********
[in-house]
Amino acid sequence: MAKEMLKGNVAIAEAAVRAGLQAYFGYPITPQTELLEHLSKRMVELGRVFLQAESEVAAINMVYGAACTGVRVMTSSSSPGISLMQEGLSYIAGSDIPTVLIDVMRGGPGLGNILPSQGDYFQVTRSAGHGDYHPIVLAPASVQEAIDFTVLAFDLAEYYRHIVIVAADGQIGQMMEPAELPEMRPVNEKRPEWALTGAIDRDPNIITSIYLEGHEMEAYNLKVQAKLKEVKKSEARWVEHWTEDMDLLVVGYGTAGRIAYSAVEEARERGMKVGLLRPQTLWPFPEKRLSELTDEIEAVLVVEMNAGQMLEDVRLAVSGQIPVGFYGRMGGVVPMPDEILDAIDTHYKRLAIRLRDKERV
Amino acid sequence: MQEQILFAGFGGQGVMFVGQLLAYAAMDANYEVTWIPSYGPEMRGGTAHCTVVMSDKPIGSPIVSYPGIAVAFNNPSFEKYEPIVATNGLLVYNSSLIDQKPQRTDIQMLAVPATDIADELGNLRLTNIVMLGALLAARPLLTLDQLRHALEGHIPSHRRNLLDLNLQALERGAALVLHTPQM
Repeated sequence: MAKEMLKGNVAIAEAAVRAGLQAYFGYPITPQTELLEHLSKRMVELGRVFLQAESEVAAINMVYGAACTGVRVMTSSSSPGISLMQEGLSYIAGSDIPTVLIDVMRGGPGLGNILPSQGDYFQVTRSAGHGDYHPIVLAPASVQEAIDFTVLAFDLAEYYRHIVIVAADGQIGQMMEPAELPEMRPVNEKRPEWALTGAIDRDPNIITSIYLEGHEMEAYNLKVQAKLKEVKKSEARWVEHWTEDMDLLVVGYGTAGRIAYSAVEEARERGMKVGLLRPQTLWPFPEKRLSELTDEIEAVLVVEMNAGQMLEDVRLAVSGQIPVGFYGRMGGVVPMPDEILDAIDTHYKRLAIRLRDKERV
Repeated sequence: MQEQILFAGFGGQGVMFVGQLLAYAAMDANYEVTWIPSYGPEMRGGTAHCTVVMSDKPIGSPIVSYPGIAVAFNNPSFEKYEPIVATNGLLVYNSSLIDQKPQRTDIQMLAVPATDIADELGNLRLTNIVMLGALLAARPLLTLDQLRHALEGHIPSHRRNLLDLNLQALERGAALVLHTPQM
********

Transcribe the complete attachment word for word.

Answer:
[in-house]
Amino acid sequence: MAKEMLKGNVAIAEAAVRAGLQAYFGYPITPQTELLEHLSKRMVELGRVFLQAESEVAAINMVYGAACTGVRVMTSSSSPGISLMQEGLSYIAGSDIPTVLIDVMRGGPGLGNILPSQGDYFQVTRSAGHGDYHPIVLAPASVQEAIDFTVLAFDLAEYYRHIVIVAADGQIGQMMEPAELPEMRPVNEKRPEWALTGAIDRDPNIITSIYLEGHEMEAYNLKVQAKLKEVKKSEARWVEHWTEDMDLLVVGYGTAGRIAYSAVEEARERGMKVGLLRPQTLWPFPEKRLSELTDEIEAVLVVEMNAGQMLEDVRLAVSGQIPVGFYGRMGGVVPMPDEILDAIDTHYKRLAIRLRDKERV
Amino acid sequence: MQEQILFAGFGGQGVMFVGQLLAYAAMDANYEVTWIPSYGPEMRGGTAHCTVVMSDKPIGSPIVSYPGIAVAFNNPSFEKYEPIVATNGLLVYNSSLIDQKPQRTDIQMLAVPATDIADELGNLRLTNIVMLGALLAARPLLTLDQLRHALEGHIPSHRRNLLDLNLQALERGAALVLHTPQM
Repeated sequence: MAKEMLKGNVAIAEAAVRAGLQAYFGYPITPQTELLEHLSKRMVELGRVFLQAESEVAAINMVYGAACTGVRVMTSSSSPGISLMQEGLSYIAGSDIPTVLIDVMRGGPGLGNILPSQGDYFQVTRSAGHGDYHPIVLAPASVQEAIDFTVLAFDLAEYYRHIVIVAADGQIGQMMEPAELPEMRPVNEKRPEWALTGAIDRDPNIITSIYLEGHEMEAYNLKVQAKLKEVKKSEARWVEHWTEDMDLLVVGYGTAGRIAYSAVEEARERGMKVGLLRPQTLWPFPEKRLSELTDEIEAVLVVEMNAGQMLEDVRLAVSGQIPVGFYGRMGGVVPMPDEILDAIDTHYKRLAIRLRDKERV
Repeated sequence: MQEQILFAGFGGQGVMFVGQLLAYAAMDANYEVTWIPSYGPEMRGGTAHCTVVMSDKPIGSPIVSYPGIAVAFNNPSFEKYEPIVATNGLLVYNSSLIDQKPQRTDIQMLAVPATDIADELGNLRLTNIVMLGALLAARPLLTLDQLRHALEGHIPSHRRNLLDLNLQALERGAALVLHTPQM